We have seen an increased number of term sheets for convertible note financings lately and thought it might be helpful to discuss some of the terms and conditions of these notes. In an earlier issue of Insights, we discussed angel investing and the risks (and rewards) of that strategy. Convertible note financings are used for seed financing and are a very economical and efficient way for start-up companies to obtain seed capital without losing control of the early-stage company.
A convertible note financing is short-term debt that automatically converts into shares of preferred stock upon the closing of a Series A financing round. This method of financing is favored by company founders because it can be completed very quickly, is somewhat simple, and is relatively inexpensive in terms of legal costs. A convertible note purchase agreement and note can be a few pages long and prepared and closed in a few days.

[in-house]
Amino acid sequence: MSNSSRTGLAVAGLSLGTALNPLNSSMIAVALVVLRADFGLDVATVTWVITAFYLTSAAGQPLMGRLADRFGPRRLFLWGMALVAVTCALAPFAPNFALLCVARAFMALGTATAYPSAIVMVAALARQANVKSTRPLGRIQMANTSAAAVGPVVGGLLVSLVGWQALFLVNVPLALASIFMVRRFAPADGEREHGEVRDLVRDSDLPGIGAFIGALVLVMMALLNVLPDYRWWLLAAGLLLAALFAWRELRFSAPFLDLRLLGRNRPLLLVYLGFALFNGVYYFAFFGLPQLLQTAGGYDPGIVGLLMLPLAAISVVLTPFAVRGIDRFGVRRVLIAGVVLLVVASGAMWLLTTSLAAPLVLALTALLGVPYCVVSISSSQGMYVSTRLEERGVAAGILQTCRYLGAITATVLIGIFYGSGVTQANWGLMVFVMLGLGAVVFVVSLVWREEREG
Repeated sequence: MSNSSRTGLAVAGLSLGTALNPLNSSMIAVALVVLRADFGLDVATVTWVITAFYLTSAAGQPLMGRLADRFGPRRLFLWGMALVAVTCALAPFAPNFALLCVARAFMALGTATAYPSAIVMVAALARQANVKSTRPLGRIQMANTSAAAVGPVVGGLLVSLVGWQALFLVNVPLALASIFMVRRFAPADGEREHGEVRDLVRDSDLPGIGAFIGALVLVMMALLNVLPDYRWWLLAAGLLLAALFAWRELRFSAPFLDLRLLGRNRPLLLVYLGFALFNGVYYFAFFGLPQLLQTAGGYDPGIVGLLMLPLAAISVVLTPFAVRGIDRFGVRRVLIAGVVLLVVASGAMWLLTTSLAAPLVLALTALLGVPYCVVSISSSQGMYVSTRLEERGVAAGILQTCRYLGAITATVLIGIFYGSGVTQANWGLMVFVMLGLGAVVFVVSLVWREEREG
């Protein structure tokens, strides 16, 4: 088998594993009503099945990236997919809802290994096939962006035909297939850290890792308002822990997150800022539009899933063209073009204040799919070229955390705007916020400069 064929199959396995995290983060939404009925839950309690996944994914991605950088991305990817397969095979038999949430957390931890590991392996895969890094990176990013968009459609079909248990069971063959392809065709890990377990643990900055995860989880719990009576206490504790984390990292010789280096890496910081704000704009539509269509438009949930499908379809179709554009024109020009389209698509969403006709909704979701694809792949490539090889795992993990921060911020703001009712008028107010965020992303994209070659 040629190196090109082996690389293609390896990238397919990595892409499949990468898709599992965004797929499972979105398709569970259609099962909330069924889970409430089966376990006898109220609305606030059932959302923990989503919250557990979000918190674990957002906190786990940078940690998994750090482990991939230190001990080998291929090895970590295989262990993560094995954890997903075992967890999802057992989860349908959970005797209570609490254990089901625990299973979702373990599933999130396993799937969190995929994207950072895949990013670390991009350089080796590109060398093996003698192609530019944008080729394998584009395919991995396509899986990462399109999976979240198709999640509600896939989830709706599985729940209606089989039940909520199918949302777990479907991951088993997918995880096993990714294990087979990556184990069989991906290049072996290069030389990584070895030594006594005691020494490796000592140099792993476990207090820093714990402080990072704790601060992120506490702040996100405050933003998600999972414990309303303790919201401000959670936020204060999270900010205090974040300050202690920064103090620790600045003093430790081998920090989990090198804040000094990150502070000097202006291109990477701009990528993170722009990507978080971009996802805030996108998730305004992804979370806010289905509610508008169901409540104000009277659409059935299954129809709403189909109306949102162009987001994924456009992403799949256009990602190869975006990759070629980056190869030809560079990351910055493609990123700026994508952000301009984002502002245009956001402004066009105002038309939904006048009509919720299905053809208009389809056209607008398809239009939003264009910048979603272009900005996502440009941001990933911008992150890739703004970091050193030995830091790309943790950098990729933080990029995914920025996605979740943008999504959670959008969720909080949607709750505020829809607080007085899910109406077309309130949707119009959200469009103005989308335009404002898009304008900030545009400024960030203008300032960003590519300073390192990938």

While start-up companies can issue common stock to early investors, there are a variety of reasons why the founders may be reluctant to do so. These include the difficultly in putting a value on an early stage company and potential tax issues for founders issued stock at nominal values. Because convertible notes are debt not equity, their issuance puts off the valuation matter until the later round of financing – by which time the company may have developed to an extent where more and better information is available on which to base a valuation.